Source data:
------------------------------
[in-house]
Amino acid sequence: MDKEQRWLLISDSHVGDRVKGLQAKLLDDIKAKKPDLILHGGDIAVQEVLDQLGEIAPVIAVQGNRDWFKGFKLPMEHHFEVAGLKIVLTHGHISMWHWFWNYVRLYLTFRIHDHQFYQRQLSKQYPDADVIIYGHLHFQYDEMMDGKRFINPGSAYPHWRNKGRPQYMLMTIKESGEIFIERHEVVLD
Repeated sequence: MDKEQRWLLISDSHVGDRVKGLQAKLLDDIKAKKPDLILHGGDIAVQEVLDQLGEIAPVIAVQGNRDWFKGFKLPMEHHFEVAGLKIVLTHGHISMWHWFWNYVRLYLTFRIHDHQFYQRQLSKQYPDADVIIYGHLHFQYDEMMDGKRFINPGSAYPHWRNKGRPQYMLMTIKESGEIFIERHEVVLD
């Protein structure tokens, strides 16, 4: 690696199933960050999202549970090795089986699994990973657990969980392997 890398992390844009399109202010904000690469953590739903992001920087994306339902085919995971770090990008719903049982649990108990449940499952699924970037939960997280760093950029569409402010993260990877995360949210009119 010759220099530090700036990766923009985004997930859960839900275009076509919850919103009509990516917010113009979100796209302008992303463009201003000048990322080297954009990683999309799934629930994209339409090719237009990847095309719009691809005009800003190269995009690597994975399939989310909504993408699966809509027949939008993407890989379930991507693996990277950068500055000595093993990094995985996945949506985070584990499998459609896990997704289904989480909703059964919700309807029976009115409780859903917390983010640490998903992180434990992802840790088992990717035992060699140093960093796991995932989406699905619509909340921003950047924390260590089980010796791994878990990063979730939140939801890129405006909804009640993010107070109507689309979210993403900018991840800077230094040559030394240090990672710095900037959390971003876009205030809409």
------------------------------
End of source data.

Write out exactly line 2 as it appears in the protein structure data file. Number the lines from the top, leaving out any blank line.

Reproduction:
Amino acid sequence: MDKEQRWLLISDSHVGDRVKGLQAKLLDDIKAKKPDLILHGGDIAVQEVLDQLGEIAPVIAVQGNRDWFKGFKLPMEHHFEVAGLKIVLTHGHISMWHWFWNYVRLYLTFRIHDHQFYQRQLSKQYPDADVIIYGHLHFQYDEMMDGKRFINPGSAYPHWRNKGRPQYMLMTIKESGEIFIERHEVVLD